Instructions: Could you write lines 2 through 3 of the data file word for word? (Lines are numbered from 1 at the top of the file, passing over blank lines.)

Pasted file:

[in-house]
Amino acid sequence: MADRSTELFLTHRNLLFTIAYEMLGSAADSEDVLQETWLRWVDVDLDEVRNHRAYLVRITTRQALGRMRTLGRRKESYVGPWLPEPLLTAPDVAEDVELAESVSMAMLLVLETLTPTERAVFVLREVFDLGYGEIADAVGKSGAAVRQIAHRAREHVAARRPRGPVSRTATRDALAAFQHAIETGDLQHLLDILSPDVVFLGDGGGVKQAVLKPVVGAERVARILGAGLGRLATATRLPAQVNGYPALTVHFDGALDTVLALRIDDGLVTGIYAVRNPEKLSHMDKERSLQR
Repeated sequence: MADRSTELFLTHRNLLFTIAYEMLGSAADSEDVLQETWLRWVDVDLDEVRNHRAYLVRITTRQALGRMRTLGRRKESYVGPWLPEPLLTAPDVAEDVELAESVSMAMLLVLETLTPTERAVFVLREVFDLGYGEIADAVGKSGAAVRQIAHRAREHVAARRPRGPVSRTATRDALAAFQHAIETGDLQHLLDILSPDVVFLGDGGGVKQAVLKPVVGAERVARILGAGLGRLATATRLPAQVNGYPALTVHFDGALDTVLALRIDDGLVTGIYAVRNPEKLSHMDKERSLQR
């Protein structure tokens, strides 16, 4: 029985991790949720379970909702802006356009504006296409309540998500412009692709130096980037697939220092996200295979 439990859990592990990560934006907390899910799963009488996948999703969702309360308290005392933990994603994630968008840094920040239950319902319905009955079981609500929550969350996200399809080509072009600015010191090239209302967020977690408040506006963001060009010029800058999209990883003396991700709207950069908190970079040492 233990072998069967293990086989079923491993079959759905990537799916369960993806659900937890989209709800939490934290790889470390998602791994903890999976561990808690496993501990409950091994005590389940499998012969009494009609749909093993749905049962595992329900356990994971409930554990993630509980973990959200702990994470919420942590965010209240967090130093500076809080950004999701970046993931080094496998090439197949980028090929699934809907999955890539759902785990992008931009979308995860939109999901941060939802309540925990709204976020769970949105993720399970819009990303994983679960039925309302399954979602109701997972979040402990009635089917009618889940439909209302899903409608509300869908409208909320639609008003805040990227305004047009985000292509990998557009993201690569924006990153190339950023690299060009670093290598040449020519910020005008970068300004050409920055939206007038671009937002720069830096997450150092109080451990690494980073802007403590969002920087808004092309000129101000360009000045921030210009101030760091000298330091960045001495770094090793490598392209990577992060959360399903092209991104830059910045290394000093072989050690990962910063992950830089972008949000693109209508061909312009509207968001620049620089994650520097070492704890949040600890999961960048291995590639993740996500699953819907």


Amino acid sequence: MADRSTELFLTHRNLLFTIAYEMLGSAADSEDVLQETWLRWVDVDLDEVRNHRAYLVRITTRQALGRMRTLGRRKESYVGPWLPEPLLTAPDVAEDVELAESVSMAMLLVLETLTPTERAVFVLREVFDLGYGEIADAVGKSGAAVRQIAHRAREHVAARRPRGPVSRTATRDALAAFQHAIETGDLQHLLDILSPDVVFLGDGGGVKQAVLKPVVGAERVARILGAGLGRLATATRLPAQVNGYPALTVHFDGALDTVLALRIDDGLVTGIYAVRNPEKLSHMDKERSLQR
Repeated sequence: MADRSTELFLTHRNLLFTIAYEMLGSAADSEDVLQETWLRWVDVDLDEVRNHRAYLVRITTRQALGRMRTLGRRKESYVGPWLPEPLLTAPDVAEDVELAESVSMAMLLVLETLTPTERAVFVLREVFDLGYGEIADAVGKSGAAVRQIAHRAREHVAARRPRGPVSRTATRDALAAFQHAIETGDLQHLLDILSPDVVFLGDGGGVKQAVLKPVVGAERVARILGAGLGRLATATRLPAQVNGYPALTVHFDGALDTVLALRIDDGLVTGIYAVRNPEKLSHMDKERSLQR